While they might not realize it, parents play a huge role in their children’s eating
and exercise habits. Kids are still spending most of their time at home and eating
most meals at home. Parents buy and prepare food, and decide what and how
much kids can eat. They are responsible for providing opportunities for children
to be active and can set rules for TV and video game use.
With obesity increasingly becoming a critical medical problem in children, parents
need to step up to the plate. In the United States, a whopping 17 percent of
children and adolescents aged 2 to 19 years are obese, as per the U.S. Centers
for Disease Control and Prevention, but mom and dad, don’t fret.
According to a study recently published in medical journal Pediatrics, diet and
exercise programs with parental involvement, parent and child centered program,
are the best way to help kids stay trim and fit.
The study involved 165 overweight children between ages 6 to 10 years old, who
were randomly assigned to one of three interventions: a diet program taught to
parents by dietitians that focused on goal setting, problem solving and positive
reinforcement from parents; an activity program for kids taught by physical
education teachers, with parents taking part early on and encouraged to do more
at home with their kids; and a combination of the two programs, with parents and
children both participating.
Children in all three groups reduced their body mass index and waist
circumference after two years, with the diet program and the combination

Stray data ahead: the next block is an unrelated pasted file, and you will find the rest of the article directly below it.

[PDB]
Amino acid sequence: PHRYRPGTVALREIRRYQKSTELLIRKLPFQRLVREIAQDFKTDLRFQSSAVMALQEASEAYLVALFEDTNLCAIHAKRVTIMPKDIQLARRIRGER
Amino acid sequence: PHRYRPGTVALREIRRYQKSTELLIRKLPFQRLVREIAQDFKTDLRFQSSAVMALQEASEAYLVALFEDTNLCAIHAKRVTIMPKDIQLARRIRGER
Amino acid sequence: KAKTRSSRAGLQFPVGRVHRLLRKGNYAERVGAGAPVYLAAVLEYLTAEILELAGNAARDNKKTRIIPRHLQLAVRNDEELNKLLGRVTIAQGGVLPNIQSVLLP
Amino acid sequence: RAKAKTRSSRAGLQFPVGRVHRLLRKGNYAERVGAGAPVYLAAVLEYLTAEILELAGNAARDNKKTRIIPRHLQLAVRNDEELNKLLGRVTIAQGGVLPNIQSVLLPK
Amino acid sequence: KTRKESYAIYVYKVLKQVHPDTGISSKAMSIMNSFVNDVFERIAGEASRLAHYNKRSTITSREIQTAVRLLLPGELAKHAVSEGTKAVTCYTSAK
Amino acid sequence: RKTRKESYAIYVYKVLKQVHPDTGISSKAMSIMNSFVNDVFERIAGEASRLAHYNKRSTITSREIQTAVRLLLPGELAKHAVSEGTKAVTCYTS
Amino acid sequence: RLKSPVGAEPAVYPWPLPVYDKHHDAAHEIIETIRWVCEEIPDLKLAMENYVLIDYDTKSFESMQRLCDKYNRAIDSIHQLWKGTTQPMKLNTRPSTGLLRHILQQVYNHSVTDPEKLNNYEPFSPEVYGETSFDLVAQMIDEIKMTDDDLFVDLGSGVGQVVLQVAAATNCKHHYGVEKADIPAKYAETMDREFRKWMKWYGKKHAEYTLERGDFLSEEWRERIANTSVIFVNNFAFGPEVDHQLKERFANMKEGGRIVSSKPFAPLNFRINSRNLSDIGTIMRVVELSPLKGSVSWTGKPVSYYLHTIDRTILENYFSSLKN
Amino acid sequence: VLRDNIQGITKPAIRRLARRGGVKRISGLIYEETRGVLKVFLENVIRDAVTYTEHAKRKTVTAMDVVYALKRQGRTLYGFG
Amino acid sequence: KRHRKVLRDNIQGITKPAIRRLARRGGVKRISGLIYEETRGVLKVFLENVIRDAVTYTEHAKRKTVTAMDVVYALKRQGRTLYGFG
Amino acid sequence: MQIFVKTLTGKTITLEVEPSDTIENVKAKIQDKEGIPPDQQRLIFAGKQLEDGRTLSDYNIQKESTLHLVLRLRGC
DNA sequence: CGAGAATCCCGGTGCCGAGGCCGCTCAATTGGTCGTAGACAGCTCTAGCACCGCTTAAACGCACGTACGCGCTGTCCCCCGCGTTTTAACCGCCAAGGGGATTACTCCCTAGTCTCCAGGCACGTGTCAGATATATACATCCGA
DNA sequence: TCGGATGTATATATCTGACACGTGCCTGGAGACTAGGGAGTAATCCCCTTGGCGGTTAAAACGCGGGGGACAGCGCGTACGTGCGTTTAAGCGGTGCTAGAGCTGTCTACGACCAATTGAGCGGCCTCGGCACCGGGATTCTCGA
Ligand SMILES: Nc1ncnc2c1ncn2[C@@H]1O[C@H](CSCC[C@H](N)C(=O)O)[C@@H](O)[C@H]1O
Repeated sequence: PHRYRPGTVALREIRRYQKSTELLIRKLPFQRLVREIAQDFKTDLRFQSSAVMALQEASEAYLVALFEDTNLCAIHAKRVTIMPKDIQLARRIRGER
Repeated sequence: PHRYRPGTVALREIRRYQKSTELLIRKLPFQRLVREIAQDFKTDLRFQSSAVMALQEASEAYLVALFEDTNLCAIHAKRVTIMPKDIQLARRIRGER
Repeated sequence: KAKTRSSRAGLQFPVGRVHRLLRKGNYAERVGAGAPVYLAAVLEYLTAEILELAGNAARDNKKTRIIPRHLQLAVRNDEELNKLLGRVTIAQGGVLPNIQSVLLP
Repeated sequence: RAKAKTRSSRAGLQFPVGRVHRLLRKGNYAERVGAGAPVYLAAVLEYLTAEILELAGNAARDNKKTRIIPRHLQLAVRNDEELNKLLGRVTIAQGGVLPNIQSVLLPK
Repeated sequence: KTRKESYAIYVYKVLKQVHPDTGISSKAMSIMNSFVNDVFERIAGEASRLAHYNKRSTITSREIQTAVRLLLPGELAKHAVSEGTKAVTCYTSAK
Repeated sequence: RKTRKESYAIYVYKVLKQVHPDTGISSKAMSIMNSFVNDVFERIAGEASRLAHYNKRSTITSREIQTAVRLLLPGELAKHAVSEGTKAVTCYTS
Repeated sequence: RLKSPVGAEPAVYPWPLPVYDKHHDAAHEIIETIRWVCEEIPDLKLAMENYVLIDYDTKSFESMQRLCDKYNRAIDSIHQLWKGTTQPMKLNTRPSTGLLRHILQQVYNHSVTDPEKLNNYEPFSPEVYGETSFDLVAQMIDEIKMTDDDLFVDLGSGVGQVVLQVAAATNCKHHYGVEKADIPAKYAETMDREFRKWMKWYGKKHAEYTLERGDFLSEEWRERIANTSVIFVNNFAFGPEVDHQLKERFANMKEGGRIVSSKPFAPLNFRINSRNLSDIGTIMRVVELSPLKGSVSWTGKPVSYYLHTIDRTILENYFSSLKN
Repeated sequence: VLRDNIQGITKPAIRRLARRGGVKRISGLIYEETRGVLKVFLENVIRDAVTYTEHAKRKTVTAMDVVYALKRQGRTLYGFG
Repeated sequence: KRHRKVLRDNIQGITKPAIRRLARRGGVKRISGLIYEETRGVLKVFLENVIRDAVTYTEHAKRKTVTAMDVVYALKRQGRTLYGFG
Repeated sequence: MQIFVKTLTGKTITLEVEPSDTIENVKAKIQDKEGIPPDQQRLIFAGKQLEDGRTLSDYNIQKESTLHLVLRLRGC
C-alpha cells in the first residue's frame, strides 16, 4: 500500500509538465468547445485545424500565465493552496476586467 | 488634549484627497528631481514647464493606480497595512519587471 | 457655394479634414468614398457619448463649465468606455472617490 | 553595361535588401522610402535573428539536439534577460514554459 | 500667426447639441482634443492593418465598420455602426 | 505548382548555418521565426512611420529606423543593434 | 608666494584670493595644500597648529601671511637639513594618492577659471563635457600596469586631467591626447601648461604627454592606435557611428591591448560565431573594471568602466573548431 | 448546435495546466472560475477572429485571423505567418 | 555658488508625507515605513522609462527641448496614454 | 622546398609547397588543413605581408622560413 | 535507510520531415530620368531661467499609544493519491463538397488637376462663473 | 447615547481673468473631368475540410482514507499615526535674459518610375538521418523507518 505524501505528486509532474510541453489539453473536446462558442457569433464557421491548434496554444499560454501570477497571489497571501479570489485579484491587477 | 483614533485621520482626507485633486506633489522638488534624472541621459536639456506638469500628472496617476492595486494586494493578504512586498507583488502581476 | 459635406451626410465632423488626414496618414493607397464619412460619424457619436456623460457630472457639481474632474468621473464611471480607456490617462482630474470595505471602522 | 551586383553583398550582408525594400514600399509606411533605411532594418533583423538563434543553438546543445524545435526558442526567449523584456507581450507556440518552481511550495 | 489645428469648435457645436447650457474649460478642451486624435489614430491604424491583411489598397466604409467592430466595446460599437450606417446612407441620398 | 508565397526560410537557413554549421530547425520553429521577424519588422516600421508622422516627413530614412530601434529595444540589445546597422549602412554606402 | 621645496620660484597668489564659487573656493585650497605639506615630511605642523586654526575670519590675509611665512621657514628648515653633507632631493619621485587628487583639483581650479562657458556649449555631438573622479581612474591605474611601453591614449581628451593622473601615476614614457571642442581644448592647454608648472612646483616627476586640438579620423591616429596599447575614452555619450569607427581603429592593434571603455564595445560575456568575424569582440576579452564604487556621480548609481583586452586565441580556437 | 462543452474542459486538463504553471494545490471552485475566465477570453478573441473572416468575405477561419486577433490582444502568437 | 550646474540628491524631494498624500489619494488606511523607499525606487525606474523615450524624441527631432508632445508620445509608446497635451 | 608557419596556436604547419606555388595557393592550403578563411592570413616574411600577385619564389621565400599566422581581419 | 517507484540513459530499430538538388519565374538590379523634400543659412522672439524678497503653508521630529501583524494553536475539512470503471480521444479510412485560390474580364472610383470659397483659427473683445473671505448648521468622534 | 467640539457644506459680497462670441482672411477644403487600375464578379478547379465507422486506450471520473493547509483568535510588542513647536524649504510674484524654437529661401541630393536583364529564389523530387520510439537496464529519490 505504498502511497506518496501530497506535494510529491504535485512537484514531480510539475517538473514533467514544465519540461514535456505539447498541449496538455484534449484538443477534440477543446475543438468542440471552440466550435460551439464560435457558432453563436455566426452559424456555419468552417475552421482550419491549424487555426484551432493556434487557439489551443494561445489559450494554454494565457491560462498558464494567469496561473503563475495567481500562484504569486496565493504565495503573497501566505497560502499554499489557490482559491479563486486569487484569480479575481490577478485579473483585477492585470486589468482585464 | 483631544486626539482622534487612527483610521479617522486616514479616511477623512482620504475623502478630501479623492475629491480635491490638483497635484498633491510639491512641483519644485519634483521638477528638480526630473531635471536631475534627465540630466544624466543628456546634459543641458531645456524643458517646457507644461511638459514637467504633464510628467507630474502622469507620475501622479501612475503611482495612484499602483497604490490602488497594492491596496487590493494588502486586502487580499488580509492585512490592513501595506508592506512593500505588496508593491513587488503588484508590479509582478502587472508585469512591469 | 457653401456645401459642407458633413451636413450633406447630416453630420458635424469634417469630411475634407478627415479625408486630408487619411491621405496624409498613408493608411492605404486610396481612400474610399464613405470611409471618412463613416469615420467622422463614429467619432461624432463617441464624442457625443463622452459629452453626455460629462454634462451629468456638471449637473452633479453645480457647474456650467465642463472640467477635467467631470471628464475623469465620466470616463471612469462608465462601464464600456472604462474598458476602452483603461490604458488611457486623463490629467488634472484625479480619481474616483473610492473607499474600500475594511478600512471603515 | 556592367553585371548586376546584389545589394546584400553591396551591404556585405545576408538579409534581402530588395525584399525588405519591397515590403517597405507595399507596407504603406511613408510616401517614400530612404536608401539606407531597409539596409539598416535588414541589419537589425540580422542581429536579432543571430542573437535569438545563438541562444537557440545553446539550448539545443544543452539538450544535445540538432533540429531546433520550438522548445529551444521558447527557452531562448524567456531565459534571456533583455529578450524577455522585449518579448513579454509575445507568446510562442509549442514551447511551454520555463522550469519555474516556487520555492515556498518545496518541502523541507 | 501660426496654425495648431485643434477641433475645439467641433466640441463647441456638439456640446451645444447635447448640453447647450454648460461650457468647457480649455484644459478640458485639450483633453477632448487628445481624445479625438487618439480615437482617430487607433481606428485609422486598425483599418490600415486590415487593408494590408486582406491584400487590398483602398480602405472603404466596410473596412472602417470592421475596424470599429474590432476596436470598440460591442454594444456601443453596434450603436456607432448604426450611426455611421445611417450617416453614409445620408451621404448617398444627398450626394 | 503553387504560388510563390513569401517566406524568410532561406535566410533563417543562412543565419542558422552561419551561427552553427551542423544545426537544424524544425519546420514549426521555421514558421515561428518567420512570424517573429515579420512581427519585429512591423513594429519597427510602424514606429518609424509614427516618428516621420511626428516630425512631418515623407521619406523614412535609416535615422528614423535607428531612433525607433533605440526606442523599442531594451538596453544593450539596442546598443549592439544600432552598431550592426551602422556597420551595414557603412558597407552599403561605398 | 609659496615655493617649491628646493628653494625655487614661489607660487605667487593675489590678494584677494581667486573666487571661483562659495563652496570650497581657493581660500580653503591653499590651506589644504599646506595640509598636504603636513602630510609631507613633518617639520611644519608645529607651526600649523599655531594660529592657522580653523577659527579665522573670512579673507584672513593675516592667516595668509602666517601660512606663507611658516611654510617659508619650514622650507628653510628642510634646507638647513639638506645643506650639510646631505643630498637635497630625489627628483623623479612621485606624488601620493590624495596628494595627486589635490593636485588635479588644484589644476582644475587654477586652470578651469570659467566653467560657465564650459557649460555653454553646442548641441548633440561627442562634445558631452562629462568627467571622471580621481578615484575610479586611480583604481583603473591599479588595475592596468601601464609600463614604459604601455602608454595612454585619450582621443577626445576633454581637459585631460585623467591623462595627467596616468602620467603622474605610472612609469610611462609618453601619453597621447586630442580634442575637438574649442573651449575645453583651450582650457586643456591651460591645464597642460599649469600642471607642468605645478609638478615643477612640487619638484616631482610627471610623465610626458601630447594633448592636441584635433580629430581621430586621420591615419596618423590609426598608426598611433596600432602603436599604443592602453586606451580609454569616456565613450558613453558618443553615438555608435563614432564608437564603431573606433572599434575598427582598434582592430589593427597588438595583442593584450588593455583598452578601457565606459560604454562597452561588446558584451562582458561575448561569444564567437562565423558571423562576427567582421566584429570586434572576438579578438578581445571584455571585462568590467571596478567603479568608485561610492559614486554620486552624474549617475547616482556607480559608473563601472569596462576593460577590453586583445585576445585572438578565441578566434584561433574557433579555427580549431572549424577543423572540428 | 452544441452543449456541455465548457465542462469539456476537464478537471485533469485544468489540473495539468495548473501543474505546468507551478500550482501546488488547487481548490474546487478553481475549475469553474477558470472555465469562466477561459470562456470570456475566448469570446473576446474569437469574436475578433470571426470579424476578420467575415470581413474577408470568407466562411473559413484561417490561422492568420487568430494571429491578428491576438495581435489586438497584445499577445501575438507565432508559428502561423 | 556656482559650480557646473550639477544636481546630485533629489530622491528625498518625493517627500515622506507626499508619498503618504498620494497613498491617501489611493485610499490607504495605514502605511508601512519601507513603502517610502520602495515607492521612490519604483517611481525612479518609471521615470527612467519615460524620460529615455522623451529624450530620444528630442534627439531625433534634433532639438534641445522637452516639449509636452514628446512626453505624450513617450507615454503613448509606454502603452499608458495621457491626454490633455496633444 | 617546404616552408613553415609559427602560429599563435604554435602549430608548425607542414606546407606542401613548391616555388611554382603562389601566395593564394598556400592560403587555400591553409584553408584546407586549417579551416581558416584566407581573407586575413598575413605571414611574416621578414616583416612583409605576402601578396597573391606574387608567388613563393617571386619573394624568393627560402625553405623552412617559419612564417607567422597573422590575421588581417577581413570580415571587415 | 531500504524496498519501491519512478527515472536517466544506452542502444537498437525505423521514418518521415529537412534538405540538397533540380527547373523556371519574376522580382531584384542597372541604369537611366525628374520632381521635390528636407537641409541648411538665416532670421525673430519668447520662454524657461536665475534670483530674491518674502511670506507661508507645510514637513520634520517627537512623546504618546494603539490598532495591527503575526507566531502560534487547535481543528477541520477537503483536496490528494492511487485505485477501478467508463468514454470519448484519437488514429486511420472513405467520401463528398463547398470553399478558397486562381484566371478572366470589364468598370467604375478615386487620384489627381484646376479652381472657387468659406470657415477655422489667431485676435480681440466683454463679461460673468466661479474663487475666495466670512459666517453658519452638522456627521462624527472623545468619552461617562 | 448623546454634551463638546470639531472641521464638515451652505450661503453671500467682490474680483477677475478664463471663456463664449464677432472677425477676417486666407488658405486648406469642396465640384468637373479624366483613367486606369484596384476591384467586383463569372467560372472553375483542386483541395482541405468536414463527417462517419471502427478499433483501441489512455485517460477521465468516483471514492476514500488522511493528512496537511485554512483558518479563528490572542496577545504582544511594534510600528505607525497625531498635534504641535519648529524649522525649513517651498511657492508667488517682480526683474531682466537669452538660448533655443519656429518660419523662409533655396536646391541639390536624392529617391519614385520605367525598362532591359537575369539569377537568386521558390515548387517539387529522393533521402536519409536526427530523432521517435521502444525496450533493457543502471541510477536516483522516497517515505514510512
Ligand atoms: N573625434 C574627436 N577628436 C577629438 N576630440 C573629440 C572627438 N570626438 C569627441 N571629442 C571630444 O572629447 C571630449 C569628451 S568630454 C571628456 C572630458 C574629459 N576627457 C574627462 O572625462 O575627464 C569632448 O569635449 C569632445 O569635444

program yielding better results than the activity program.
Therefore, parents' input might actually be necessary to see results. They can
be trained to be effective agents of change where management of obesity in
children is concerned. After the study, parents reported feeling more comfortable
saying "no" to their children's demands, setting limits on the type of food the
children could eat, limiting the amount of time they spent watching TV or playing
video games, and establishing consequences for breaking the rules.
This study shows that interventions that target parents alone may be an effective
and non-stigmatizing strategy for achieving effective weight loss in obese
children. Red Light, Green Light, Eat Right’s child and parent centered program
utilizes this strategy, and enables parents and children to make the right food
choices and have fun eating healthy, wholesome meals. Power to the parents -
you can do it!
Joanna Dolgoff, M.D. is a pediatrician and child obesity specialist. Her book, Red Light, Green Light, Eat Right, was published by Rodale in December, 2009 and is available on Amazon.